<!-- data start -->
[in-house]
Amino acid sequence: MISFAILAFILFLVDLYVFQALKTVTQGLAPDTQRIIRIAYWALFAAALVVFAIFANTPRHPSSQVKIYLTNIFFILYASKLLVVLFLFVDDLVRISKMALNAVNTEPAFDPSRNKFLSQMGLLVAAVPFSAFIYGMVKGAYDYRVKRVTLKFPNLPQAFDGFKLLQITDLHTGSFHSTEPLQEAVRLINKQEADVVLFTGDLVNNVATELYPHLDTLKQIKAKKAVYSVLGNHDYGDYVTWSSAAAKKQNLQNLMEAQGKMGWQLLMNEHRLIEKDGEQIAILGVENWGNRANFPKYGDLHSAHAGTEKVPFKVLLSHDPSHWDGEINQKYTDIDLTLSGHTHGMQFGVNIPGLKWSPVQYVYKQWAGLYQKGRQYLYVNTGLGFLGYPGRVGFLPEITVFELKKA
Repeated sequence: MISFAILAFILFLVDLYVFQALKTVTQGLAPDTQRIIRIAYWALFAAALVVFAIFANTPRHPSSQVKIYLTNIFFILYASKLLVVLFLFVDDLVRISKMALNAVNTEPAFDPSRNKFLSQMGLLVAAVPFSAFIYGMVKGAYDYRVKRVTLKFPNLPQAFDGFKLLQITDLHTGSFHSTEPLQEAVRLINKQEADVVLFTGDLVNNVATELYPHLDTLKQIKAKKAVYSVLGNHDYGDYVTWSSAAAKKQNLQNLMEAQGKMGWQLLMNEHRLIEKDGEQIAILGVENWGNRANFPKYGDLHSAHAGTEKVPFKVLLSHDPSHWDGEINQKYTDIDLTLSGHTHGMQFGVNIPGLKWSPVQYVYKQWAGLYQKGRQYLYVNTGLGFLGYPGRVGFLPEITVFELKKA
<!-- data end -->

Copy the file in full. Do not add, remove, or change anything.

[in-house]
Amino acid sequence: MISFAILAFILFLVDLYVFQALKTVTQGLAPDTQRIIRIAYWALFAAALVVFAIFANTPRHPSSQVKIYLTNIFFILYASKLLVVLFLFVDDLVRISKMALNAVNTEPAFDPSRNKFLSQMGLLVAAVPFSAFIYGMVKGAYDYRVKRVTLKFPNLPQAFDGFKLLQITDLHTGSFHSTEPLQEAVRLINKQEADVVLFTGDLVNNVATELYPHLDTLKQIKAKKAVYSVLGNHDYGDYVTWSSAAAKKQNLQNLMEAQGKMGWQLLMNEHRLIEKDGEQIAILGVENWGNRANFPKYGDLHSAHAGTEKVPFKVLLSHDPSHWDGEINQKYTDIDLTLSGHTHGMQFGVNIPGLKWSPVQYVYKQWAGLYQKGRQYLYVNTGLGFLGYPGRVGFLPEITVFELKKA
Repeated sequence: MISFAILAFILFLVDLYVFQALKTVTQGLAPDTQRIIRIAYWALFAAALVVFAIFANTPRHPSSQVKIYLTNIFFILYASKLLVVLFLFVDDLVRISKMALNAVNTEPAFDPSRNKFLSQMGLLVAAVPFSAFIYGMVKGAYDYRVKRVTLKFPNLPQAFDGFKLLQITDLHTGSFHSTEPLQEAVRLINKQEADVVLFTGDLVNNVATELYPHLDTLKQIKAKKAVYSVLGNHDYGDYVTWSSAAAKKQNLQNLMEAQGKMGWQLLMNEHRLIEKDGEQIAILGVENWGNRANFPKYGDLHSAHAGTEKVPFKVLLSHDPSHWDGEINQKYTDIDLTLSGHTHGMQFGVNIPGLKWSPVQYVYKQWAGLYQKGRQYLYVNTGLGFLGYPGRVGFLPEITVFELKKA